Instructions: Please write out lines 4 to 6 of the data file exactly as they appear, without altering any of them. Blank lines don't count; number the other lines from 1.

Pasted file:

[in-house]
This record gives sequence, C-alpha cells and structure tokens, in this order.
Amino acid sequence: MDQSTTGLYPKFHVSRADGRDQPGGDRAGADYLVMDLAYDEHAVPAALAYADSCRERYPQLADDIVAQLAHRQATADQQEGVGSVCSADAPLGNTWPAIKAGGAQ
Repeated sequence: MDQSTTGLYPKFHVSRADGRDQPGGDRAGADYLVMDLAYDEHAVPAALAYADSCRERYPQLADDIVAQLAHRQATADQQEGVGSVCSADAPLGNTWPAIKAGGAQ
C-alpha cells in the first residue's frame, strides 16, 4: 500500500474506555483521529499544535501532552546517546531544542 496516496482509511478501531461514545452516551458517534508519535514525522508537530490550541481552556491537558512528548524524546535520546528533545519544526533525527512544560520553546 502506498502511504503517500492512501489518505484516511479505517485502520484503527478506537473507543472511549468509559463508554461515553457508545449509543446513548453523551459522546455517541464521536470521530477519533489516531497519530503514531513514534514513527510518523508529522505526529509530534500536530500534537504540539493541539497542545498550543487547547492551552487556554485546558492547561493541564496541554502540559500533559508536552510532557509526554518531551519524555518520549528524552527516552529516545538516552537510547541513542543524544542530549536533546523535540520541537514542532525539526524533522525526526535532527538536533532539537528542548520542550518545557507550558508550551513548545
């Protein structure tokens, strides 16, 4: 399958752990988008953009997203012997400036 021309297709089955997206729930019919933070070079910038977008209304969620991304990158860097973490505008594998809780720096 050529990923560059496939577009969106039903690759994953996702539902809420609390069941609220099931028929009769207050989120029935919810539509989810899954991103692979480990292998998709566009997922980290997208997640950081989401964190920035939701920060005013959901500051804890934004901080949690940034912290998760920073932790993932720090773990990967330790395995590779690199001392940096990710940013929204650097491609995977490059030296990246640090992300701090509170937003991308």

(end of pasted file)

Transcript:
Repeated sequence: MDQSTTGLYPKFHVSRADGRDQPGGDRAGADYLVMDLAYDEHAVPAALAYADSCRERYPQLADDIVAQLAHRQATADQQEGVGSVCSADAPLGNTWPAIKAGGAQ
C-alpha cells in the first residue's frame, strides 16, 4: 500500500474506555483521529499544535501532552546517546531544542 496516496482509511478501531461514545452516551458517534508519535514525522508537530490550541481552556491537558512528548524524546535520546528533545519544526533525527512544560520553546 502506498502511504503517500492512501489518505484516511479505517485502520484503527478506537473507543472511549468509559463508554461515553457508545449509543446513548453523551459522546455517541464521536470521530477519533489516531497519530503514531513514534514513527510518523508529522505526529509530534500536530500534537504540539493541539497542545498550543487547547492551552487556554485546558492547561493541564496541554502540559500533559508536552510532557509526554518531551519524555518520549528524552527516552529516545538516552537510547541513542543524544542530549536533546523535540520541537514542532525539526524533522525526526535532527538536533532539537528542548520542550518545557507550558508550551513548545
């Protein structure tokens, strides 16, 4: 399958752990988008953009997203012997400036 021309297709089955997206729930019919933070070079910038977008209304969620991304990158860097973490505008594998809780720096 050529990923560059496939577009969106039903690759994953996702539902809420609390069941609220099931028929009769207050989120029935919810539509989810899954991103692979480990292998998709566009997922980290997208997640950081989401964190920035939701920060005013959901500051804890934004901080949690940034912290998760920073932790993932720090773990990967330790395995590779690199001392940096990710940013929204650097491609995977490059030296990246640090992300701090509170937003991308």